Palmer said he gave up a “real job” in management at Gardner Mirror Co. because he wanted a career that involved music.
“I remember telling my mom, ‘I’m going to tell you something: If you like it, you like it, and if you don’t like it, you’re not going to like it. But this is how it’s going to be: I’m hanging up my suit and tie and I’ve bought into the pawn shop and I’m going to run a music business. I’m going to make music and have fun. I can make hundreds of dollars a year doing that,’” he laughed.
Palmer went into business with Jerry Minton and transformed what was then known as Minton Pawn Shop into a destination for musicians, filled with walls of new and used musical instruments. (While Palmer was being interviewed Tuesday, Zeb Snyder of Lexington’s Snyder Family Band was giving a pre-owned double-necked Ibanez AR-1200 a test drive.)
In 2002, WKBC radio owner Bob Brown asked Minton and Palmer if the station’s growing weekly musical show, “Hometown Opry,” could be relocated to the store. In two weeks, Palmer said, he and Minton built a stage, installed lighting and ran sound for the new home of the “Opry,” which lasted another 12 years, broadcasting over 600 live shows.
“We had everybody from Ricky Skaggs to Rhonda Vincent to Doc Watson play, but it was mainly to showcase local musicians and show their talents,” said Palmer. “It was so popular there was a six-month wait to play here. Nobody got paid, but everybody wanted to be part of it.”
Palmer noted that 12 years was a long time to run such a show—“not many sitcoms on TV last that long”—but between the Opry and MerleFest, many doors were opened for him in the music industry, allowing him to not only sell instruments but play with great musicians.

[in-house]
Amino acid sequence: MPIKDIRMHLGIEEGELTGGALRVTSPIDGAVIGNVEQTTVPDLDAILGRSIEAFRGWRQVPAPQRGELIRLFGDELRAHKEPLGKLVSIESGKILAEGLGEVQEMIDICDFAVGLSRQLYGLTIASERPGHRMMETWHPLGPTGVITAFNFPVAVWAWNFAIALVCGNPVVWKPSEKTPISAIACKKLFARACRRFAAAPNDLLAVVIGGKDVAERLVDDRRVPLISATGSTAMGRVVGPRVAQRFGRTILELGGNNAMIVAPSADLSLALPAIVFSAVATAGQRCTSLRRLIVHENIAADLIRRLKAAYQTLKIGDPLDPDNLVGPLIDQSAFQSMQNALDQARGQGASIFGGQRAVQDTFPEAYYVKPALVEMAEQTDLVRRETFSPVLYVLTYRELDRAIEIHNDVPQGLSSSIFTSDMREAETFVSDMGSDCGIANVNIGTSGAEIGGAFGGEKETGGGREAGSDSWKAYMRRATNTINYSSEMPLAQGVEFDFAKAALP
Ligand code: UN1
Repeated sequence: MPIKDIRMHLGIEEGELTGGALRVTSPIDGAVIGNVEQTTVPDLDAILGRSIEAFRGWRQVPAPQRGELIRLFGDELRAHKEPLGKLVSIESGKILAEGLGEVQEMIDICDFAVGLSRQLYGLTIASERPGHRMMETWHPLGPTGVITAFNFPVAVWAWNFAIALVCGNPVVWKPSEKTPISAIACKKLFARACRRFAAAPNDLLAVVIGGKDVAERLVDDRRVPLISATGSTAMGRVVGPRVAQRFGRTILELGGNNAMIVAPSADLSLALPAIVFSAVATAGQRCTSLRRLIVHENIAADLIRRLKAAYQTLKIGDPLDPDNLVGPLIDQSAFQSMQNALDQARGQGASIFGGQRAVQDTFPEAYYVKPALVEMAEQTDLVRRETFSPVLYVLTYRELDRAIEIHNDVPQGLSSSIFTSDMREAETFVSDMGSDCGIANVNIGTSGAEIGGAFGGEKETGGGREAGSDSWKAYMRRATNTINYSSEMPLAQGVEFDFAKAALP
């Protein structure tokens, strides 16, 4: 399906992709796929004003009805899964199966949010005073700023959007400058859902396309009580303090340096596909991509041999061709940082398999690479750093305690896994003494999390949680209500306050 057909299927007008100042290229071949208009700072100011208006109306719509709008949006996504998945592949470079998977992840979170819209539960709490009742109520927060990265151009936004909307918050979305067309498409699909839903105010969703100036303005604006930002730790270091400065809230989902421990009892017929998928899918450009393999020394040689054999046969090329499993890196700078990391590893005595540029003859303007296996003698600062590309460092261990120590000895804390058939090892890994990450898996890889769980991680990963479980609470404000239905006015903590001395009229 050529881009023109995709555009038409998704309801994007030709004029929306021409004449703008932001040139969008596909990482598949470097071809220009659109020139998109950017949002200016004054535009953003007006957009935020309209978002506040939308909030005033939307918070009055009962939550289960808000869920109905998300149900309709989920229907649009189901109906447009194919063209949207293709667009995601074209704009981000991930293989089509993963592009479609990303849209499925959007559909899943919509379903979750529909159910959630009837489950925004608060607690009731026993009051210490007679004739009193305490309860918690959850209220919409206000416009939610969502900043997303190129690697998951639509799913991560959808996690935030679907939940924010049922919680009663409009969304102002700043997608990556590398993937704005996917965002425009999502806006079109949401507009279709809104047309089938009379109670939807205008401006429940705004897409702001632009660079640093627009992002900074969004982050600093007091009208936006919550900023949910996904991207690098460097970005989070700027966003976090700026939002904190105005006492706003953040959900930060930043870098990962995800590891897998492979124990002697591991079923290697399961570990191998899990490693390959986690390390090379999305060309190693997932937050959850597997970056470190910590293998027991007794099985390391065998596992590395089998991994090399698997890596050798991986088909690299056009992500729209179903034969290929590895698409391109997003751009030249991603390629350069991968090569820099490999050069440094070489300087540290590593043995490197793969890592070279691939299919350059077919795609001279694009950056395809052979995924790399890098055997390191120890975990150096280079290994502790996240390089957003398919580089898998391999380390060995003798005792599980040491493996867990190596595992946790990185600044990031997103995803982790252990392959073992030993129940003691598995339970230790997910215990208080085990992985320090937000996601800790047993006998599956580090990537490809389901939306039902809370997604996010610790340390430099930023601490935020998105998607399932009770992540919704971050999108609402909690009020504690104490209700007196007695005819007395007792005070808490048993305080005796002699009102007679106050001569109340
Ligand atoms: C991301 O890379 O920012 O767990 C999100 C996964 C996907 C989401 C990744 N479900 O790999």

Also, he’s made an indelible impression on the local music scene as a teacher, mentor, advisor and what he calls “musical priest” duties. “I listen to all the musicians’ stories, both good and bad. People come to me and say ‘I want to get a band together.’ I tell them, ‘You get the gigs, and I’ll get you the musicians.’ That’s the way a lot of bands have started here.”
At one point, Palmer said he had four full-time music teachers at Main Street Music instructing over 160 kids a week. About 50 aspiring musicians still come there for music lessons each week.
One of Palmer’s most vivid musical memories was getting to meet flatpicking legend Chet Atkins backstage after a show at the John A. Walker Center. At the time, Palmer was working at Modern Globe, a local textile company that made various types of clothing.
“Bill (Young) used to come to Modern Globe and get underwear for Chet and Doc (Watson),” remembered Palmer. “So, when I met Chet, I told him, ‘Mr. Atkins, I’m the underwear man.’ He said, ‘Nice to meet you, Mike. I’ve heard all about you.’”
After Atkins told him it was the best underwear he’d ever worn, Palmer replied, “‘I personally inspect every pair of your underwear before you get it.’ And I did! I would make sure it was perfect—Doc’s too.”
Palmer also met and spent some memorable time with the father of the solid-body electric guitar, Les Paul, in New York City. On the pickguard of the Les Paul guitar Palmer had bought in the early 1970s, Paul inscribed, “To Mike, Keep pickin’, Les Paul.”
The guitar was a Recording, the only model for which Paul had full design rights. He said Paul told him, “You’re the smartest man I’ve met tonight, because you bought the best guitar in the world.”
There’s an old adage in the music industry—“you can’t have a show without a band, and without a band you can’t have a show”—which drives home that Palmer has deftly and tirelessly worked both sides of the stage. The consummate sideman and promoter adds, “I can’t tell you why I do what I do—it’s just what I do.”
What Palmer has done so well, in many different ways, is preserve the musical heritage of Wilkes County and prime the stage for its bright future. For that, the unsung hero will take his spot in the Blue Ridge Music Hall of Fame on June 7.
Editor’s Note: Palmer will be inducted alongside Patsy Cline (nationally known artist), Fiddlin’ John Carson (pioneer artist), Kenny Baker (sideman and regional musician), Bluegrass Unlimited (media and scholar), Bill Clifton (songwriter) and Union Grove Fiddlers’ Convention (special contributor, promoter and organizer). Tickets are $15 for the 7:30 p.m. ceremony on June 7 at the Wilkes Heritage Museum in Wilkesboro.